Developer Jon M. Williams is the new owner of the former Tonawanda Coke site.
A public auction of the 140-acre riverfront parcel was canceled Monday for lack of interest, and a federal bankruptcy judge followed suit by approving Williams' purchase of the contaminated plant.
Williams, who had a sales agreement to buy the property before the auction, wants to redevelop the site as a computer data center and, with the support of town, county and state lawmakers, is seeking a state brownfields designation as part of his remediation plans.
"We are prepared to take over responsibility for maintaining the site," said Gregory P. Photiadis, a lawyer for Williams, in court Monday.
The Clean Air Coalition, a community group with a long history of monitoring Tonawanda Coke, opposes a brownfields cleanup and is advocating for a federal Superfund remediation.
The group, which has the backing of Rep. Brian M. Higgins, says that a brownfields cleanup will allow Honeywell, which is responsible for some of the contaminants on site and has an $8 million mortgage on the property, to receive substantial financial relief through the use of state tax credits.
"What we saw today was posturing by three corporations eager to avoid liability," said Rebecca Newberry, executive director of the coalition.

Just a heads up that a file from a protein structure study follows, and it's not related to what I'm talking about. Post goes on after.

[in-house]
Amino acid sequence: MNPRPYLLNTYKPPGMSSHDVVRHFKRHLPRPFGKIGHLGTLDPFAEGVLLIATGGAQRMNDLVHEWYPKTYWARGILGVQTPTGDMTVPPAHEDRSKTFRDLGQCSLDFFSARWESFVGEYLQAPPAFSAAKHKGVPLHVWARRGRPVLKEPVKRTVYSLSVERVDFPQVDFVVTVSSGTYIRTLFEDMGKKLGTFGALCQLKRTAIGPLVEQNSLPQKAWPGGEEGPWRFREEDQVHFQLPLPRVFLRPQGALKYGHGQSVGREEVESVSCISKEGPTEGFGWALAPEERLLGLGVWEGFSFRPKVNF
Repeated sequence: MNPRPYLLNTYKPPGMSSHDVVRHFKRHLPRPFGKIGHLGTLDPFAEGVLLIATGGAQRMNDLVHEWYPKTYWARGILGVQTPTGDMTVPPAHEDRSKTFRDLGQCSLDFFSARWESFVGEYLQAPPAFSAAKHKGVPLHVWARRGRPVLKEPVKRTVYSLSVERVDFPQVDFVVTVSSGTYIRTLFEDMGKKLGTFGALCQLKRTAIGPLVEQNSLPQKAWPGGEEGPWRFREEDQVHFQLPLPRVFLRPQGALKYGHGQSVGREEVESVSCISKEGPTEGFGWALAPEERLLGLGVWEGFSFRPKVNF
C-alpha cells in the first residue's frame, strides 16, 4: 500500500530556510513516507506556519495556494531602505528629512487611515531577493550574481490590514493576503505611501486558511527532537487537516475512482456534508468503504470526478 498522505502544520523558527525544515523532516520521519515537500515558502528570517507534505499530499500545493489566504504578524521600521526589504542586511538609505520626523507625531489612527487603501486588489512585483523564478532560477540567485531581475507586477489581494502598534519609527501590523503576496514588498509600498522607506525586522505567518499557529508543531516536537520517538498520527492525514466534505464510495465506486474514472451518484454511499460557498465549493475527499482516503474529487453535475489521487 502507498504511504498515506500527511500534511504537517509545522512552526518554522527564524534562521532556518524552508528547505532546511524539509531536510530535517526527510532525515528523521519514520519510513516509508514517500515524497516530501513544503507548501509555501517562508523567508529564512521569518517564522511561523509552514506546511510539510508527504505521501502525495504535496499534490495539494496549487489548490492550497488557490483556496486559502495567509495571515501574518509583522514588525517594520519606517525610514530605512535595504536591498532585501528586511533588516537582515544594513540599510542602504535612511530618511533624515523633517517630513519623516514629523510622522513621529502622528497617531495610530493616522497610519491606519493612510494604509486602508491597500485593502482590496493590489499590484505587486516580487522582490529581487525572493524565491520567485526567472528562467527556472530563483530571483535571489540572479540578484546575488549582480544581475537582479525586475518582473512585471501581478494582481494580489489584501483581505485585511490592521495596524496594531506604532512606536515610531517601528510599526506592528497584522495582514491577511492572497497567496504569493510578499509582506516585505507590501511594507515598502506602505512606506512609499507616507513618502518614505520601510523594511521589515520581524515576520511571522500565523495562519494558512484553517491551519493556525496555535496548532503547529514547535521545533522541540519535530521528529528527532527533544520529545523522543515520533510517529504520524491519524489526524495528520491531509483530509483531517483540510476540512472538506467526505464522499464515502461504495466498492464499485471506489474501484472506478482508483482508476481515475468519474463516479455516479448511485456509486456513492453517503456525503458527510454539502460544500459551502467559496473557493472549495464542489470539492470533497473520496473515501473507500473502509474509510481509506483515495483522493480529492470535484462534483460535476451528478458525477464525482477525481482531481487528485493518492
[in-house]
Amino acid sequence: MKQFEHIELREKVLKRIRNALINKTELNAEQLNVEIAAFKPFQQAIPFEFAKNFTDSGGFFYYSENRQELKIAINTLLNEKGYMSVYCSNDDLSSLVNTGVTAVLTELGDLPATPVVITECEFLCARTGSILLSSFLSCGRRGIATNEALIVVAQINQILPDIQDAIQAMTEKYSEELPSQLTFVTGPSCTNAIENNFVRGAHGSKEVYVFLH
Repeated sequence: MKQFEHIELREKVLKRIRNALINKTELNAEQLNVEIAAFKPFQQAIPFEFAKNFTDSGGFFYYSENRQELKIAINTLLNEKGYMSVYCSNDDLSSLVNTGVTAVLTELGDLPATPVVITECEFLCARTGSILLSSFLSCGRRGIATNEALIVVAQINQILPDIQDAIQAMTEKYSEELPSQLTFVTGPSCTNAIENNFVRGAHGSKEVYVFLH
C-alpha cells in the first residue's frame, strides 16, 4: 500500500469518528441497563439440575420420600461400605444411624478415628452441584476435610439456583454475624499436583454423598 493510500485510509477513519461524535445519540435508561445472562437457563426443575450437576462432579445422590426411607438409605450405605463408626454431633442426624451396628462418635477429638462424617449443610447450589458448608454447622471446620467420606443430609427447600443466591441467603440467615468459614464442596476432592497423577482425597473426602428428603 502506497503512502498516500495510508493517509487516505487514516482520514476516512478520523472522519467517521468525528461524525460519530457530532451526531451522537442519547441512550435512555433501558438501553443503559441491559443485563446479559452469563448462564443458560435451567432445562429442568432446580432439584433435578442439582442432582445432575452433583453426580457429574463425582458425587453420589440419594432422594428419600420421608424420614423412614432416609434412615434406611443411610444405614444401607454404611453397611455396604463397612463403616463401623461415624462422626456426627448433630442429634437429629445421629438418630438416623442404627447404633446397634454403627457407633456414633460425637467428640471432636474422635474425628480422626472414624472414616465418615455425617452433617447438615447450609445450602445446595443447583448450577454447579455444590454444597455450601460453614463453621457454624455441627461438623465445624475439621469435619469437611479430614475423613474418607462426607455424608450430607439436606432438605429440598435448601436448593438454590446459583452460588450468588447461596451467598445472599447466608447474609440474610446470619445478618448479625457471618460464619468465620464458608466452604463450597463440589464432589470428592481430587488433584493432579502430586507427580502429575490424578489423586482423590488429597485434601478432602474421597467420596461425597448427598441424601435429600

Newberry said Williams' brownfields approach will allow his company, Honeywell and Tonawanda Coke to avoid some of their financial liability.
"We want the polluters to clean up their mess," she said.
Williams said the notion that a brownfields remediation would allow Honeywell to walk away without fulfilling its obligations is off base.
"Honeywell's obligations don't change depending on the type of program used at the site," he said Monday.
When asked about the Clean Air Coalition's opposition, Williams said he understands the group's position but think it's misplaced. He also suggested a Superfund cleanup might fall short of remediating the entire site.
"Everybody wants the same outcome," he said. "Frankly, the state program is more comprehensive than the federal program."
James C. Thoman, a lawyer for Tonawanda Coke, said the purchase agreement calls for Williams and his company, Riverview Innovation and Technology Campus, to pay the overdue property taxes on the site and assume liability for the cleanup.
Aside from the property taxes, no other cash was exchanged, he said.
In court, Thoman detailed a national marketing strategy for the property, including social media and an ad in the Wall Street Journal, and yet there were no competing bids for the site.
The canceled auction, scheduled for Monday in U.S. Bankruptcy Court in Buffalo, was part of the company's plan for ending its manufacturing operations and liquidating its assets.
Convicted of criminal wrongdoing at a federal court trial and fined $25 million, the company shut down last year. The site is now in the hands of state and federal environmental officials.